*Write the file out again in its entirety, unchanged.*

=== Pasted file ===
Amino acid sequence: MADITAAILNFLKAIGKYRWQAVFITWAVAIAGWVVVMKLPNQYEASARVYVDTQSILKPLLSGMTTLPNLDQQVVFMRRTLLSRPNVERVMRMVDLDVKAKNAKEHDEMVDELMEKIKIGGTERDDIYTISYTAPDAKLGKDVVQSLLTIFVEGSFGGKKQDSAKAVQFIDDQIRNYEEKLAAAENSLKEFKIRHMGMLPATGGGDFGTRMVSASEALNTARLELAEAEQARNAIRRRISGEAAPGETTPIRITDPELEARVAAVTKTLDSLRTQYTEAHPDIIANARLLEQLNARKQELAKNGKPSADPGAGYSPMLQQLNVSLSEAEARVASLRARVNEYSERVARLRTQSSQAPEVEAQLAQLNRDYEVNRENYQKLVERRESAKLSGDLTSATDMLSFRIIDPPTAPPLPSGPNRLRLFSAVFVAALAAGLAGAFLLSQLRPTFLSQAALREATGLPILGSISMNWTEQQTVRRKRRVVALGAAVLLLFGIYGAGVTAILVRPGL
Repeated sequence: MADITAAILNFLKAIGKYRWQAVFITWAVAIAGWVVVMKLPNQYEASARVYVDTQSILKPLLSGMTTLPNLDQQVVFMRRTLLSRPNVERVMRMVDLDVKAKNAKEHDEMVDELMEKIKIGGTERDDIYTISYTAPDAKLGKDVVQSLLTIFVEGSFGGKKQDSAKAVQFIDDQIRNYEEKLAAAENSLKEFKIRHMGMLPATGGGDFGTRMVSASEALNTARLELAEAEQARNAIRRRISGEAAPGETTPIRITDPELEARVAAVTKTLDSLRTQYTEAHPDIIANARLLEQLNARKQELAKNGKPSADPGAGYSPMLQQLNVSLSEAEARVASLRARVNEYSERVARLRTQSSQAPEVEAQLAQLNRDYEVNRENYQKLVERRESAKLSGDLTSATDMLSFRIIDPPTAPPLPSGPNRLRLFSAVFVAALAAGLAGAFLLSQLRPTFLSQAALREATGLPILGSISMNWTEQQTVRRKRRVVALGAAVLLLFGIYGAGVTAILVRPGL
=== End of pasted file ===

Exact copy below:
Amino acid sequence: MADITAAILNFLKAIGKYRWQAVFITWAVAIAGWVVVMKLPNQYEASARVYVDTQSILKPLLSGMTTLPNLDQQVVFMRRTLLSRPNVERVMRMVDLDVKAKNAKEHDEMVDELMEKIKIGGTERDDIYTISYTAPDAKLGKDVVQSLLTIFVEGSFGGKKQDSAKAVQFIDDQIRNYEEKLAAAENSLKEFKIRHMGMLPATGGGDFGTRMVSASEALNTARLELAEAEQARNAIRRRISGEAAPGETTPIRITDPELEARVAAVTKTLDSLRTQYTEAHPDIIANARLLEQLNARKQELAKNGKPSADPGAGYSPMLQQLNVSLSEAEARVASLRARVNEYSERVARLRTQSSQAPEVEAQLAQLNRDYEVNRENYQKLVERRESAKLSGDLTSATDMLSFRIIDPPTAPPLPSGPNRLRLFSAVFVAALAAGLAGAFLLSQLRPTFLSQAALREATGLPILGSISMNWTEQQTVRRKRRVVALGAAVLLLFGIYGAGVTAILVRPGL
Repeated sequence: MADITAAILNFLKAIGKYRWQAVFITWAVAIAGWVVVMKLPNQYEASARVYVDTQSILKPLLSGMTTLPNLDQQVVFMRRTLLSRPNVERVMRMVDLDVKAKNAKEHDEMVDELMEKIKIGGTERDDIYTISYTAPDAKLGKDVVQSLLTIFVEGSFGGKKQDSAKAVQFIDDQIRNYEEKLAAAENSLKEFKIRHMGMLPATGGGDFGTRMVSASEALNTARLELAEAEQARNAIRRRISGEAAPGETTPIRITDPELEARVAAVTKTLDSLRTQYTEAHPDIIANARLLEQLNARKQELAKNGKPSADPGAGYSPMLQQLNVSLSEAEARVASLRARVNEYSERVARLRTQSSQAPEVEAQLAQLNRDYEVNRENYQKLVERRESAKLSGDLTSATDMLSFRIIDPPTAPPLPSGPNRLRLFSAVFVAALAAGLAGAFLLSQLRPTFLSQAALREATGLPILGSISMNWTEQQTVRRKRRVVALGAAVLLLFGIYGAGVTAILVRPGL